The run up to the next elections cannot be more exciting and I hope the sleeping giant (the Pakistani public) finally wakes up.
Life is a complicated thing. For some of us it is like a bed of roses and at the same time for others it might seem like a thorny pathway to hell. It sounds unfair but that’s life – but one thing is for sure that life is not meant to stay the same way for ever. God has promised us that difficult times are not meant to last for ever.
“So, Verily, with hardship there is relief” (Quran 94:6)
Quran also reminds us in various instances that it’s not just us ordinary human beings; all the Prophets had to go through trials and tribulations.
"Or think you that you will enter Paradise without such (trials) as came to those who passed away before you? They were afflicted with severe poverty, ailments and were shaken." (Quran 2:214)
There is an apt French proverb that “Good fortune and bad are equally necessary to man, to fit him to meet the contingencies of this life.”
There is no education like adversity. In these difficult times is learning we mostly fail to see when we are actually are going trough it. Those who and able to positively channel these Divinely ordained pathways of development and growth with patience, their character is bound to evolves some unique qualities in them, unleashing their hidden potential.
We shall surely try you with something of fear, and hunger, and loss of wealth, and lives, and fruits; and give glad tidings to the patient ones” (Quran 2:155)
Trees that shed all their leaves in the harsh winter bear flowers and fruits in spring. The newly acquired armoury of qualities, from patiently persevering trough times of adversity, adorns the character of a person just like these fruits and flowers.
Mulla Nasruddin was searching for something in his garden. When his neighbour asked him: “What are you looking for Mulla”.
He replied that he was looking for his house key.
Wanting to help him, his neighbour joined him asking : “Do you remember where you dropped it?’”
Mulla answered: “Of course I do, in my house.”
“Why are you looking here?”, asked his neighbour confused.
Mulla Nasrudin replied: “Because there is much more light here than in my house.”
It’s amazing how accurately this famous Sufi parable depicts our search for the “life we want to live”. Be it job satisfaction, ideal relationships, stability in financial situation or simply happiness, we always seem to be in a struggle to find that key to success.
Who likes to wait in a queue if there is a fast track to the front of the queue. Mulla Nasruddin also wanted the easy route to success but unfortunately, it doesn’t always work in life. To achieve something you need to work hard and search for the keys in the right places, irrespective of how difficult it may seem.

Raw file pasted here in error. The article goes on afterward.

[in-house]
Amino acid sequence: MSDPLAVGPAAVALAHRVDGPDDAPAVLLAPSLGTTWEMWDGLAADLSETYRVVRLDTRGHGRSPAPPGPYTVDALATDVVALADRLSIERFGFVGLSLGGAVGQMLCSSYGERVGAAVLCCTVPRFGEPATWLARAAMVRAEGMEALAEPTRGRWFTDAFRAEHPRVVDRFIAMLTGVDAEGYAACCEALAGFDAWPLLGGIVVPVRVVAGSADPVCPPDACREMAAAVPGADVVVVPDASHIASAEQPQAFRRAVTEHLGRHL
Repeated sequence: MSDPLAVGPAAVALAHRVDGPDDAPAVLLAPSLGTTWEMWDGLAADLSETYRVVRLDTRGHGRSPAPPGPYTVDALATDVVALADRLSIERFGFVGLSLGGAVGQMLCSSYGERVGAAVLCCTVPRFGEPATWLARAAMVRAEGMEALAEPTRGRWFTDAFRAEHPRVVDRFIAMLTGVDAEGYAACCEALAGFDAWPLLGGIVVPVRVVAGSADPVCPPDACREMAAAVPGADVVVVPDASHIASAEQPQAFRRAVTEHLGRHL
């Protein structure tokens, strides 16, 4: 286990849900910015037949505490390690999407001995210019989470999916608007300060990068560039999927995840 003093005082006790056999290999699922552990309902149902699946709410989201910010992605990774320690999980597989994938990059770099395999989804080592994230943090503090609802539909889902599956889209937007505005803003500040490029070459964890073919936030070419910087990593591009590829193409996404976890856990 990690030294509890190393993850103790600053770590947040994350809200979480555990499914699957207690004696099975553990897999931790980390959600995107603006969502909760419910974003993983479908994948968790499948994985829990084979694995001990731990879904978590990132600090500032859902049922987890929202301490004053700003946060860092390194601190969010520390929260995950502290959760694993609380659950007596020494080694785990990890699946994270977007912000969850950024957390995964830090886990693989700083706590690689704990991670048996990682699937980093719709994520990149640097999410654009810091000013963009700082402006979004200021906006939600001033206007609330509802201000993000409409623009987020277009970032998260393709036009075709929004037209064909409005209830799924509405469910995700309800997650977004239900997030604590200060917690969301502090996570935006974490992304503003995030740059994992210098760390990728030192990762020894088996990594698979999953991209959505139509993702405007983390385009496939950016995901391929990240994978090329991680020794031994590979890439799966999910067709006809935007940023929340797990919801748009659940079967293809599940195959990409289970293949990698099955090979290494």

Sometimes we don’t even know what the key is for, or what it looks like, but we continue to search. You never know, your door to success might not even be locked or the key may already be in your pocket. Realisation of our own potential sometimes comes as a pleasant surprise to many. Rumi beautifully once said:
You suppose you are the trouble
But you are the cure
You suppose that you are the lock on the door
But you are the key that opens it
It’s too bad that you want to be someone else
You don’t see your own face, your own beauty
Yet, no face is more beautiful than yours.
You were born with potential.
You were born with goodness and trust.
You were born with ideals and dreams.
You were born with greatness.
You were born with wings.
You are not meant for crawling, so don’t.
You have wings.
Learn to use them and fly.
Just got a very interesting history lesson in Pak-US relations from Professor YouTube, I thought I’ll share with you all.
Around 50 years ago, a President of Pakistan, then considered “an important and powerful” country, visited the United States of America on a state visit. He was received by the American President and given a very honourable reception. Irrespective of what we think of Ayub and his era now, it’s amazing to see how high Pakistan’s stature was in the international arena.
Here is the video coverage of the visit:
America Welcomes President Ayub Khan of Pakistan 1961
I switched on the TV this morning to see a programme on Geo TV about the dangers of smoking. Apparently it is “Anti-smoking Day” today.
A cancer patient was crying live on air pleading all smokers to quit the evil habit of smoking and chewing of Paan.
Many of us know the effects of smoking and yet prefer to be in denial. Isn’t that suicidal? Even if some of us refrain from smoking because of its harmful nature, most of us love socialising with the “apparently not that dangerous” alternative ‘shisha’ and even consider shisha as “not even smoking”. I have also tried shisha a few times on Edgware Road with friends but let me share what I think about it now.